Countdown to Easter: make up your own joke about bunnies multiplying…

Firstly, an apology. I have been rather behind on replying to comments and checking out what everyone else is up to. I am, once again, having struggles with technology. From last weekend the internet has been on some kind of random strike action. It works fine for a while, then fades away. Comes back, fades away. Like some Gothic novel heroine, suffering an attack of the vapours.

I am also struggling with ongoing Reader and Notifications issues and then, because things always come in threes, I woke up with a swollen and painful eye, streaming nose and a banging headache. Peachy. I couldn’t see well enough to use WordPress for anything more than a few minutes at a time, nor could I get stuck in to anything creative. It has now improved significantly and I think it may have been an allergic reaction or a foreign body of some sort causing irritation (I have summarised enough medical records in my time to self-diagnose pretty accurately!!). I suspect it may have been glitter….

So, yesterday I was finally at least able to rustle up a little something, whilst squinting. This first card is made with Lawn Fawn Hoppy Easter stamps and dies and some Martha Stewart papers I have had for years. The tag die is from a set of three that was a magazine cover gift years ago and the cute row of crosses are made with Die-namics Basic Stitched Lines.

hoppy easter tag trio

The second card is more of a Heinz 57. I used the same Lawn Fawn bunny, scraps of the Martha Stewart papers and the free tag die again. The Easter egg and small bunny dies are another free gift, from Docrafts Creativity magazine recently. The embossing folder is from Teresa Collins and I think it is called Modern Stripe. I am on a mission to use up some of my doily mountain too. Gonna take a while…

hoppy easter bunny and eggs

Now have you every worried about your brain?! About some vital bit of rational thought just not occurring? Here is my recent example giving cause for concern. Feel free to laugh at or despair of me.

I bought this box of chicks on a whim a couple of weeks ago, because they were quirky and cheep (sorry) and I thought I might use them for photo props.

easter cards 012

At the point of purchase I wondered why they all sported Mohican haircuts. But then they do have specs and ties too so I guess my brain concluded that clearly anything goes. Perhaps it was some character franchise of which I was unaware? Or just the latest ‘thing’, maybe? Like loom beads, deely boppers, hula hoops, yo-yos….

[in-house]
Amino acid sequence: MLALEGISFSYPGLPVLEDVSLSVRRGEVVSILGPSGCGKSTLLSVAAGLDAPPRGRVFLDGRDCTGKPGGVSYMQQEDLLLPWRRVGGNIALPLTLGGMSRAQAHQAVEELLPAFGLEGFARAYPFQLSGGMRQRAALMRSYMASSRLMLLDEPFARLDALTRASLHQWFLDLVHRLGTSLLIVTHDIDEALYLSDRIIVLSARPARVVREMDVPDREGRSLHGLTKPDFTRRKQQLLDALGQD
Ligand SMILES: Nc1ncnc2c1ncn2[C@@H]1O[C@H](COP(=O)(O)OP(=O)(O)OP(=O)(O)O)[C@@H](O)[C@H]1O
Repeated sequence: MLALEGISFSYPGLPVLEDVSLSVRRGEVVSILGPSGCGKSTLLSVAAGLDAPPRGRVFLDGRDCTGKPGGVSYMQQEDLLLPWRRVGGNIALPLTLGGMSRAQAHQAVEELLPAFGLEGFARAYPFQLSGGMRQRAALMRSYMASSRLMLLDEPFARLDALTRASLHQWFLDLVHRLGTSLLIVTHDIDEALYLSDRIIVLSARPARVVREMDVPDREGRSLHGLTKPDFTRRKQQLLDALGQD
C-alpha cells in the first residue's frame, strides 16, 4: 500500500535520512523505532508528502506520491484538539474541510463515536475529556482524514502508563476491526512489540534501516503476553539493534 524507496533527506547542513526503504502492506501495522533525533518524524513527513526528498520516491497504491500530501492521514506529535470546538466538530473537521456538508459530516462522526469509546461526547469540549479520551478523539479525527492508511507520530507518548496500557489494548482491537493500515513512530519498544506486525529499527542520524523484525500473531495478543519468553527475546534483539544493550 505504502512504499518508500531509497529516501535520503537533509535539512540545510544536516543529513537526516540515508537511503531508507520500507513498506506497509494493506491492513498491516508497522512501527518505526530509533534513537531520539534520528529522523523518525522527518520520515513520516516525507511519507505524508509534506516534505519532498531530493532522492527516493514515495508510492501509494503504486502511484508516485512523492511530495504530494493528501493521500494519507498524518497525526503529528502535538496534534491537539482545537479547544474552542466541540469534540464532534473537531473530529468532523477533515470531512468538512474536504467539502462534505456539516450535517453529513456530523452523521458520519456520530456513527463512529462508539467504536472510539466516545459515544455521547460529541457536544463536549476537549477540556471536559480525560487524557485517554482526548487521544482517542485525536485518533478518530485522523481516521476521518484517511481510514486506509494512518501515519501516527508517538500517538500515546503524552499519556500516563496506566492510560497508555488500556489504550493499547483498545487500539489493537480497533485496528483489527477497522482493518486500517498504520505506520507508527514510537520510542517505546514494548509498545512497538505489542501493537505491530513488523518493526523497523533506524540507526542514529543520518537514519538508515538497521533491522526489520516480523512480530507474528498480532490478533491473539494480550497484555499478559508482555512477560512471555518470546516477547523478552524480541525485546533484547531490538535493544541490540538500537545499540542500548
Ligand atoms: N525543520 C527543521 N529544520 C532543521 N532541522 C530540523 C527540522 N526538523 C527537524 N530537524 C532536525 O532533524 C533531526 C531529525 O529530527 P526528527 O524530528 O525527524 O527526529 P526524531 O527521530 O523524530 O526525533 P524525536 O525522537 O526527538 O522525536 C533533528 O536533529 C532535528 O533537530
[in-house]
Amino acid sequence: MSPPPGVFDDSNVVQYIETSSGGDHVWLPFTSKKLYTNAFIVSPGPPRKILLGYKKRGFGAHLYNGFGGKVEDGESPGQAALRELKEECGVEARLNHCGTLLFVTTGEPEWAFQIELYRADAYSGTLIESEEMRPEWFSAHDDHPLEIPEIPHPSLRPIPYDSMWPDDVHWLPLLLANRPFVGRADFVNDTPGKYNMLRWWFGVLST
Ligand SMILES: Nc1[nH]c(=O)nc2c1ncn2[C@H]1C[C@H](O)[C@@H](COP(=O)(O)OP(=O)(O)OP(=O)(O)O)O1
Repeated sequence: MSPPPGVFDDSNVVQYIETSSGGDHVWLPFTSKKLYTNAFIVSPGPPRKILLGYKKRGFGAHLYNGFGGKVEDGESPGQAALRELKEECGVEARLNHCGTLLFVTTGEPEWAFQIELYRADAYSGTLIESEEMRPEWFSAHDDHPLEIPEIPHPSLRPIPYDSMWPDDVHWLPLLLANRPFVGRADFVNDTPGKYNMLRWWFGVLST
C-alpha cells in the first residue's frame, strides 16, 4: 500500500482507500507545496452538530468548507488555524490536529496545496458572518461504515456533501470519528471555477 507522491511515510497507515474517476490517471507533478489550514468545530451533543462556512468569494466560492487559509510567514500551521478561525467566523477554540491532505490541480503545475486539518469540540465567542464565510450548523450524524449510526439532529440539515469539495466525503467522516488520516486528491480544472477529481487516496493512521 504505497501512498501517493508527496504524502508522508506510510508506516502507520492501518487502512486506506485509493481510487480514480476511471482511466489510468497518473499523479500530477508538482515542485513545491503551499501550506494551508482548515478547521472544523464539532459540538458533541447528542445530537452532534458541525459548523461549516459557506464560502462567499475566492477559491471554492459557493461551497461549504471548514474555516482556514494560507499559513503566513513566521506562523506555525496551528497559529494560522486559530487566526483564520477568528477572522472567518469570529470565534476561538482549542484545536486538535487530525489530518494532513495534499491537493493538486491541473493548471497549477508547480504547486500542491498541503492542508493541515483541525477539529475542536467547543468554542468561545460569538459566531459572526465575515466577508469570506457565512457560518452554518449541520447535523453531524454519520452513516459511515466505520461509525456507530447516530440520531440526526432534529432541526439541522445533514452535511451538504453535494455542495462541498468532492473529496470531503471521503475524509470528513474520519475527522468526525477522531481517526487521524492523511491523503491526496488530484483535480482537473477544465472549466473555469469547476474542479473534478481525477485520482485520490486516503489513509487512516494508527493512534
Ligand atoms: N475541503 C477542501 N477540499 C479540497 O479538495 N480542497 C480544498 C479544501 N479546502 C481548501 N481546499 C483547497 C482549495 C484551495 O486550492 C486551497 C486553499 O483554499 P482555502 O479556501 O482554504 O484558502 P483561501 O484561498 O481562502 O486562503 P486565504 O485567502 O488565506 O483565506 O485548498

Anyway, they have been sitting in their box on my workdesk and every day I have looked at them and mentally shook my head at the Mohican bit. Yesterday I decided that I would open the box and try and give one a haircut, take him back to the yellow only. Don’t get me wrong, I have no objection to a Mohican, but not on my chicks, I think.

And of course, as soon as I uncovered them and took one out, I realised my mistake. But for two weeks my brain has been fooling me and unquestioningly substituting a random hairdo for a (vaguely) appropriate anatomical feature. NOT a good sign!

 

 

Mind the Gap

If you have ever been on the London Underground you will have heard that warning as you get on and off the tube train. I can’t remember now if it is said at every station – I think it used to just be a few that had, for some reason, curved platforms, resulting in a mildly alarming space between the carriage and the platform edge. It was the way the warning was delivered that unnerved rather more. This stern voice, clearly enunciated, booming around the underground hall like some alien overlord. You could see that some tourists were taken by surprise.

But this is a different gap. I made this card for a family member to give to another family member – an aunt. The aunt loves tea, and small floral patterns. Because the card would be posted twice (from me, to them, to auntie) I needed it to be flat. How ridiculous is it that I can send several cards in one jiffy bag for 96p (Large Letter cost), but posting two small cards separately and First Class costs £1.28?? Nuts!

So anyway, flat is required. But I wanted it to be a bit different too, so decided to go for a gappy look. Granted that may not sound too appealing. I guess a career in advertising is not for me. What I mean is that the central motif holds the card together. It is very easy to do.

Grab (or make) a card blank and decide on where you want to position your chosen image on the card front.

Measure down from the top (if you are making a tent fold like me) to where you need to ‘meet’ the image and give yourself a bit of an overlap, of course. Cut the rest of the card front away.

Use this cut piece (or you could go for another colour) to make the bottom section. I went for a panel the same size as the top.